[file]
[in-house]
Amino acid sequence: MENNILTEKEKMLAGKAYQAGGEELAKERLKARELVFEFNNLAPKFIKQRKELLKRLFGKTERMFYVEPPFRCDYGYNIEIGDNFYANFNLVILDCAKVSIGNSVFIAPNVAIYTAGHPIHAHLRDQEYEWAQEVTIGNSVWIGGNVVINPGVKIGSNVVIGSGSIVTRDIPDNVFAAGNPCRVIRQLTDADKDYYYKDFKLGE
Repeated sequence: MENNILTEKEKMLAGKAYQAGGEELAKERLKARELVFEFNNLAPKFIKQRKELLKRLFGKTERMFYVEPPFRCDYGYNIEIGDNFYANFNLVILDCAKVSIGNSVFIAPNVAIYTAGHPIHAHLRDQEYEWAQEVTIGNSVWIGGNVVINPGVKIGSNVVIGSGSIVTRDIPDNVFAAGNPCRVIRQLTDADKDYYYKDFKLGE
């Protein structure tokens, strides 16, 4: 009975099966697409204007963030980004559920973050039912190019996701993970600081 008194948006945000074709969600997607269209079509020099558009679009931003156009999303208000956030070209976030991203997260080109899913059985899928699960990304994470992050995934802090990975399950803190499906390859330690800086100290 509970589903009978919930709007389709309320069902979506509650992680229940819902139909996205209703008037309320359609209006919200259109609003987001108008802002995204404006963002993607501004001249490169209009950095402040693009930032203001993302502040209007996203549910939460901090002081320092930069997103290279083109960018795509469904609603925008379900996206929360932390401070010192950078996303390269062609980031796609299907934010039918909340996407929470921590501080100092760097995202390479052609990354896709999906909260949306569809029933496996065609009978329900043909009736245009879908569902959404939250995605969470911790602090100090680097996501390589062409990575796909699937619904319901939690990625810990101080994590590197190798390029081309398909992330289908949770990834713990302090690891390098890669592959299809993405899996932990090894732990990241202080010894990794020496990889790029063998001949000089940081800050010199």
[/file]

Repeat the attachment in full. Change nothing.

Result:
[in-house]
Amino acid sequence: MENNILTEKEKMLAGKAYQAGGEELAKERLKARELVFEFNNLAPKFIKQRKELLKRLFGKTERMFYVEPPFRCDYGYNIEIGDNFYANFNLVILDCAKVSIGNSVFIAPNVAIYTAGHPIHAHLRDQEYEWAQEVTIGNSVWIGGNVVINPGVKIGSNVVIGSGSIVTRDIPDNVFAAGNPCRVIRQLTDADKDYYYKDFKLGE
Repeated sequence: MENNILTEKEKMLAGKAYQAGGEELAKERLKARELVFEFNNLAPKFIKQRKELLKRLFGKTERMFYVEPPFRCDYGYNIEIGDNFYANFNLVILDCAKVSIGNSVFIAPNVAIYTAGHPIHAHLRDQEYEWAQEVTIGNSVWIGGNVVINPGVKIGSNVVIGSGSIVTRDIPDNVFAAGNPCRVIRQLTDADKDYYYKDFKLGE
């Protein structure tokens, strides 16, 4: 009975099966697409204007963030980004559920973050039912190019996701993970600081 008194948006945000074709969600997607269209079509020099558009679009931003156009999303208000956030070209976030991203997260080109899913059985899928699960990304994470992050995934802090990975399950803190499906390859330690800086100290 509970589903009978919930709007389709309320069902979506509650992680229940819902139909996205209703008037309320359609209006919200259109609003987001108008802002995204404006963002993607501004001249490169209009950095402040693009930032203001993302502040209007996203549910939460901090002081320092930069997103290279083109960018795509469904609603925008379900996206929360932390401070010192950078996303390269062609980031796609299907934010039918909340996407929470921590501080100092760097995202390479052609990354896709999906909260949306569809029933496996065609009978329900043909009736245009879908569902959404939250995605969470911790602090100090680097996501390589062409990575796909699937619904319901939690990625810990101080994590590197190798390029081309398909992330289908949770990834713990302090690891390098890669592959299809993405899996932990090894732990990241202080010894990794020496990889790029063998001949000089940081800050010199």